5 Tips to Improve Your Virtual Onboarding Experience

 

We’re all relying a little more heavily on our internet connection these days. One of the places we’ve been feeling the friction of online spaces though is hiring!  No longer are we simply posting jobs and collecting candidate information online, we’re also interviewing, hiring, and onboarding online.

Interviewing: that’s manageable – we’ve moved our discussions from being over the phone or in-person to an online meeting.

Hiring: that’s also manageable – contracts can be shared and signed through a doc signer. 

Onboarding: we’ve had to start looking at this in a different way. 

 

So, how do you maintain the same standards and level of connection with your new hires, completely virtually? 

We’ve been working on a solution!  Straight from us to you, here are the tried and tested components of a virtual onboarding experience that will wow your new employees and ensure that they are onboarded well, feel part of a team, and are working efficiently. 

 

 

  1.     Define & hold the space.

Turn virtual onboarding into a virtual onboarding experience with this step. Think about how someone will begin and end their onboarding. Answer these questions:

   1. What’s the best introduction to their role / your organization you can provide?

   2.  How will you be sure that your new hire has gained the knowledge they need?

   3.  How will you acknowledge (or maybe even celebrate) their completion of onboarding?

Don’t assume someone will be able to jump right in to get started. Even a skilled and confident worker can be overwhelmed when not provided with the structure they need to succeed. Remember, most training and onboarding is not completed in one day.  This is not a one-and-done event. Define and hold the space.



  1.   Integrate your values into how you onboard virtually. We’re often communicating with people – even when we’re not explicitly saying anything.

If your organization values being technically proficient, find creative ways to engage with your new hires that demonstrate this value – use online polls, quizzes, personality tests, record videos, use avatars or bitmojis to represent yourselves!

 

If your organization values mindfulness, build in periods of reflection and walking meditations.

 

If your organization values clear communication, find ways to integrate the different methods of communication your organization uses and use them to drive communication the way you expect from your employees, ex. If you use Slack and want it to be for quick check-ins and personal communications – don’t message new hires in Slack with big logistical details.

 

  1.   Designate roles. Leaders, Managers and Supervisors don’t need to be the only people involved in your virtual onboarding - they almost certainly wouldn’t be during the in-person experience!  Invite others to play specific roles and make sure those roles and associated tasks are clearly outlined and shared. You’ll want to include details like how often feedback should be given, their level of authority, and their specific role in the trainee’s development. Roles you may want to integrate into your onboarding process include:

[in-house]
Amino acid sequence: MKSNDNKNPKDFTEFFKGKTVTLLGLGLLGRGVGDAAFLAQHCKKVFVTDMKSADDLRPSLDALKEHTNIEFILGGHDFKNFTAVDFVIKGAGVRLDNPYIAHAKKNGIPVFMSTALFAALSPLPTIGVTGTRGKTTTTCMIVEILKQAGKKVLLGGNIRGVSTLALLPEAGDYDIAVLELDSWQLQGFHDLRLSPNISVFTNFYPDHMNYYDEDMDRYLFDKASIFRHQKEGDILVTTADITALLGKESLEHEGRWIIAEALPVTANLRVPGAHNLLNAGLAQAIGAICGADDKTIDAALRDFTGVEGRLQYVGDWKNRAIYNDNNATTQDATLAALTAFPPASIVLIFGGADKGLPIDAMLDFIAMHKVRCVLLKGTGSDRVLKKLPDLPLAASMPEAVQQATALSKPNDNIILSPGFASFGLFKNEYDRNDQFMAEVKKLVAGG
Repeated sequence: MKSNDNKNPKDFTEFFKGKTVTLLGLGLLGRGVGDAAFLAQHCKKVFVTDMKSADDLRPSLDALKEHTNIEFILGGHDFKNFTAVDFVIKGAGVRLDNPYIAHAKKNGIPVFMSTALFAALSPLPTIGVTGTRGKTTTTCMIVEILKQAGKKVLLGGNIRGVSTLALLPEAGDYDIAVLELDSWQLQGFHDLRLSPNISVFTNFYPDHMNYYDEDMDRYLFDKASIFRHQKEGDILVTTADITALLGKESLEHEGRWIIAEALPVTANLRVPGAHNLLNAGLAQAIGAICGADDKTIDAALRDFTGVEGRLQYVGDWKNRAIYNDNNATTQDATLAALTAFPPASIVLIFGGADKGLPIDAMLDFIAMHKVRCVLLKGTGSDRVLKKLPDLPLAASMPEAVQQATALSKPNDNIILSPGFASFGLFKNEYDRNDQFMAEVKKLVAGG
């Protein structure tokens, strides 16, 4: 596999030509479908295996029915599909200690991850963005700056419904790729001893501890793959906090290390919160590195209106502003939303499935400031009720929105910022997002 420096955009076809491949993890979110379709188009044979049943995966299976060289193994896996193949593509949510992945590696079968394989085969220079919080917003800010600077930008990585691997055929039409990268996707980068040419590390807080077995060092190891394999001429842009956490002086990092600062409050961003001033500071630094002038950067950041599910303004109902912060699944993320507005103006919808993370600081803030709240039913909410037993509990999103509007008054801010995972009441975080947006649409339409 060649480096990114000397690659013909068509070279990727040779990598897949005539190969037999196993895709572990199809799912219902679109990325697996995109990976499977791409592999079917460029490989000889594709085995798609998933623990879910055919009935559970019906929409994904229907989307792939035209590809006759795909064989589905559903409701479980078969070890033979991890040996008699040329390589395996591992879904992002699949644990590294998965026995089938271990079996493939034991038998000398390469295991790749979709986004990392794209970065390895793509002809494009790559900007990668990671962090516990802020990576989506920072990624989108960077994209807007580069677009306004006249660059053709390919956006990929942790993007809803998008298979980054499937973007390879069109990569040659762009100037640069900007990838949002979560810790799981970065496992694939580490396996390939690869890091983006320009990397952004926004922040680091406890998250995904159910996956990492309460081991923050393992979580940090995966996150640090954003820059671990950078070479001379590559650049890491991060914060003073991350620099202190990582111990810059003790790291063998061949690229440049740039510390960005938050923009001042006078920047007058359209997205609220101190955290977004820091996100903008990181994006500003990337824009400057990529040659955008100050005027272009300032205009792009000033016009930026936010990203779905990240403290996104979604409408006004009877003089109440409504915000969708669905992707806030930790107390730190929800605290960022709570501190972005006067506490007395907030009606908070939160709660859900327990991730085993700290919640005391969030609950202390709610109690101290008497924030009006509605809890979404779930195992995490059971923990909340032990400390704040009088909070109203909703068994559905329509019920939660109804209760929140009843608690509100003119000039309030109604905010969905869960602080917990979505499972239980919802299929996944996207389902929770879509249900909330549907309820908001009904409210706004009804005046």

(a) trainer – the individual who is responsible for training a new employee

(b) peer support / mentor – a current employee who has been with your organization and performs well who can support your new hire in their day-to-day, as well as their integration into your team

(c) buddy – another new hire who can offer connection and emotional support

 

  1.     Create supportive materials that remind you and your new hire of where you are in the process. Prepare a slideshow or documents for training - these are resources that can be prepared once and then updated as needed to support all new hires. 

Your onboarding resource materials may include:

(a)    timelines and workplans (letting your new hire know when they can expect to start working independently),

(b)   checklists, to help support a sense of progression

(c)    other documentation (ex. glossary of common terms / short forms).

 

  1.     Have face-to-face time. Trust us, even with a screen between you this is important. Don’t let virtual onboarding be your excuse to just hand over a prepared document for your new hire to review. Doing things virtually often means being even more intentional than you would be in a traditional, in-person workplace. Set aside time to check-in on a regular basis with your new hire and get their feedback on how they’re getting along in the onboarding process.

Still not sure you’re on board?  Here’s what a few of our recent hires had to say about our new fully virtual onboarding process:  

It was a great experience and made me feel much more comfortable transitioning into the workplace. - Mira 

My experience with online onboarding at Flow was really good.  It was a lot smoother and more efficient than I thought it would be.  I don't feel like anything was lacking or like I missed out at all having everything conducted online.  I think the materials used were effective and straightforward and there was a lot of opportunity to ask questions and approach team members as necessary.  I think the process gave me the tools and resources I needed to be fairly independent early on in my employment in as much as I knew mostly where to look/who to go to for more information.- Jess 


 

Do you need help taking your virtual onboarding to the next level? We’re here for you. Email us for more information at team@flowofficewisdom.com